Guild Wars 2 is about positive, cooperative encounters. When more players play at the same time and place, they are all stronger. No profession is purely selfish and completely unable to benefit nearby allies.
A year ago, essential gameplay roles such as alacrity and quickness were only able to be filled by a few specific builds. In May of last year, we added a couple additional options. While this has improved the diversity we see in actual raid groups, it was just a start.
The nine new elite specializations coming in Guild Wars 2: End of Dragons spread boon support roles to professions that didn’t have access to them, making it easier to slot the profession you like to play into the role your group has available.
At its core, Guild Wars 2 thrives when the game encourages build diversity. A few additional changes are coming to increase parity between professions on a wider scale.
Forming a Squad: Skill Target Caps in PvE
Currently, forming a squad for 10-player content requires juggling specific roles between subgroups based on target caps. Some roles, such as alacrity and warriors’ banners, have a target cap of 10 players, while almost all others–such as most healing, quickness, and other boons have a target cap of 5.
Originally, the 10-target cap on renegade (and later mirage) alacrity were because there were so few options to fill this essential boon role. Guild Wars 2: End of Dragons will give engineer, guardian, and thief support builds access to alacrity; and elementalist and necromancer will be able to provide quickness. With these added options, now is the right time to simplify this aspect of squad formation.
Most 10-target skills and traits in PvE will have a maximum target cap of 5 in the expansion, matching their current target caps in PvP and WvW. Generally, this’ll mean that for each subgroup in a squad for strikes or raids, you’ll want a healer, a source of quickness, and a source of alacrity, though we expect expert theorycrafters to find ways to combine some of these roles!
From Who Can to Who Can’t?
In Guild Wars 2: End of Dragons, only warrior and ranger lack the ability to fill those essential boon support roles.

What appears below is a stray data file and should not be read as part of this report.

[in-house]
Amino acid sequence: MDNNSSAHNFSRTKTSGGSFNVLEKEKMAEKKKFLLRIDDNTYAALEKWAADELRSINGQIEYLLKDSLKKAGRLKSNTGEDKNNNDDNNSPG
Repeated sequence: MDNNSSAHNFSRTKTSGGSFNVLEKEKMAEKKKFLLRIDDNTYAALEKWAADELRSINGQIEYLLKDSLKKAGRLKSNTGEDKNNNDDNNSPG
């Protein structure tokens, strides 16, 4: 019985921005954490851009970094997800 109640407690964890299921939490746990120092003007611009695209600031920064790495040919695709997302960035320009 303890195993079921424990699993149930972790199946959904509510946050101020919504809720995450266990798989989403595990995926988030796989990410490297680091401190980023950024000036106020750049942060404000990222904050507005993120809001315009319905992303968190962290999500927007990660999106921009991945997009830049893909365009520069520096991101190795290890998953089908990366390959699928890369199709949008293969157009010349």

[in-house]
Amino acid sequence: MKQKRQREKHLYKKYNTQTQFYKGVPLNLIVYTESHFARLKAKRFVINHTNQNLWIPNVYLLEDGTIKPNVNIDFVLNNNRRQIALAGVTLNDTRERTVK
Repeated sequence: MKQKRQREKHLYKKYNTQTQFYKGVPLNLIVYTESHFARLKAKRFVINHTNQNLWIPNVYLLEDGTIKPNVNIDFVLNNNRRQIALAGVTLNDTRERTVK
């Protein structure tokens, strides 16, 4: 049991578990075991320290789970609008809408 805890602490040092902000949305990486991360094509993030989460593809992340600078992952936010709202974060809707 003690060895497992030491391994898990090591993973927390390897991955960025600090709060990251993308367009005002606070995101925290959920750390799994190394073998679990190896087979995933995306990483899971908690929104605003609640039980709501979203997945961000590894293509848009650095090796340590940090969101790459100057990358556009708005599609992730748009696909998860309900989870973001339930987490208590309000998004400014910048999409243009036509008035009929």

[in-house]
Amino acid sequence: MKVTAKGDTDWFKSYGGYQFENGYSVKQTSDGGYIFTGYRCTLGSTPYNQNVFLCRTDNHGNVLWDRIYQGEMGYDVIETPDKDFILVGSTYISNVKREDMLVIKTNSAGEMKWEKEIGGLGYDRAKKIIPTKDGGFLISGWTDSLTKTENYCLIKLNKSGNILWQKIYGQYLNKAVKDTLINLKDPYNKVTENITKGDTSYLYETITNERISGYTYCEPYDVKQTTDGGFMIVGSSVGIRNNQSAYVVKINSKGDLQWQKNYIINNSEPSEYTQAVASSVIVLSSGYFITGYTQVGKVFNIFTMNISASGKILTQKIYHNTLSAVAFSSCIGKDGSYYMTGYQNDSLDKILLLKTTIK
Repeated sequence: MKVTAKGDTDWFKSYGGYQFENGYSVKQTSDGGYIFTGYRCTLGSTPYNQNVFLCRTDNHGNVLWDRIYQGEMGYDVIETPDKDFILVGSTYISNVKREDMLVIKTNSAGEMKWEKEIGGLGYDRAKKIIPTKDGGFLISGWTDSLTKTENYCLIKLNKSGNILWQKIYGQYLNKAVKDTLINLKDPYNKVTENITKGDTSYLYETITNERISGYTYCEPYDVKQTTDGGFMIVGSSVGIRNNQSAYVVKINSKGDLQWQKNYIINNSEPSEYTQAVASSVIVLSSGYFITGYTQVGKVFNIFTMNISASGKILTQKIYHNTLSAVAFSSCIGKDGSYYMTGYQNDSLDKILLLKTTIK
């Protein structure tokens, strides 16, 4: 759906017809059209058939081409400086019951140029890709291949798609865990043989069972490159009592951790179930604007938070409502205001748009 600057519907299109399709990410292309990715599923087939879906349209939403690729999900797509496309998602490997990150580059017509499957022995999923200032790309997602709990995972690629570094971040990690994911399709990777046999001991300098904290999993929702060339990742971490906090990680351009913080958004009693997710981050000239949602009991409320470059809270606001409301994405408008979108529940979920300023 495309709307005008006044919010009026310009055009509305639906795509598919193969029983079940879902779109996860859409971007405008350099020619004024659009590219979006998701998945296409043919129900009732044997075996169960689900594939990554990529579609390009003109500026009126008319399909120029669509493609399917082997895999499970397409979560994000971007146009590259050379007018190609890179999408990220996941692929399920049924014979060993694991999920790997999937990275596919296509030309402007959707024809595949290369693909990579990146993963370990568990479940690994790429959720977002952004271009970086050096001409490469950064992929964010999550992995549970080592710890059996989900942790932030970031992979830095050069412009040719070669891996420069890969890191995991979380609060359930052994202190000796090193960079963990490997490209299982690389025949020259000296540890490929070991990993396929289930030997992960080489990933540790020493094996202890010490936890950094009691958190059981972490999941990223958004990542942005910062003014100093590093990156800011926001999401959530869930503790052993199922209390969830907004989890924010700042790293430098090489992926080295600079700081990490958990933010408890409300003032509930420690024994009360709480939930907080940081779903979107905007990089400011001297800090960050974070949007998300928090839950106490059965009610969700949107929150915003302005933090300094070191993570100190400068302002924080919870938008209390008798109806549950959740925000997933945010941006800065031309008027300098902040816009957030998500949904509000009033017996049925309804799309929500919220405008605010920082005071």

Since banners and spirits are unique effects, warrior and ranger break from the simple system of shared boons and conditions that allows professions to share common roles. While this creates certain unique group roles like the banner warrior, it also strongly limits play.
Warrior players have been telling us for years that they’d like to be something other than a banner warrior in groups! We agree, and we’re going to rework banners and spirits to fit our shared boon system and open new options for warrior and ranger players. Both professions will have access to new boon support roles using revamped banners, spirits, and related traits.
Unfortunately, due to time constraints and work on new elite specializations, we were unable to make these changes for the Guild Wars 2: End of Dragons launch, and we’re planning to make them part of a larger profession update and balance patch coming this summer. Until then, banners and spirits will remain as they are and continue to have a 10-target cap.
New Equipment Attribute Combinations
You’ll have two new equipment attribute combination options in Guild Wars 2: End of Dragons:
- Ritualist’s equipment provides a large increase to condition damage and vitality, and a small increase to concentration and expertise.
- Dragon’s equipment provides a large increase to power and ferocity, and a small increase to precision and vitality.
These attribute combinations will be available as an option for all legendary equipment immediately on launch day, and you can earn equipment with these prefixes by playing expansion content.
We look forward to seeing what exciting new builds these attribute combinations enable across all our game modes!
The Path Ahead
It may be called Guild Wars 2: End of Dragons, but this isn’t an end; it’s a beginning. As we look forward to 2022 and beyond, we’re glad to have you with us on our continued journey together through Tyria.
There’s a lot to look forward to, and we can’t wait to share more of what’s still to come.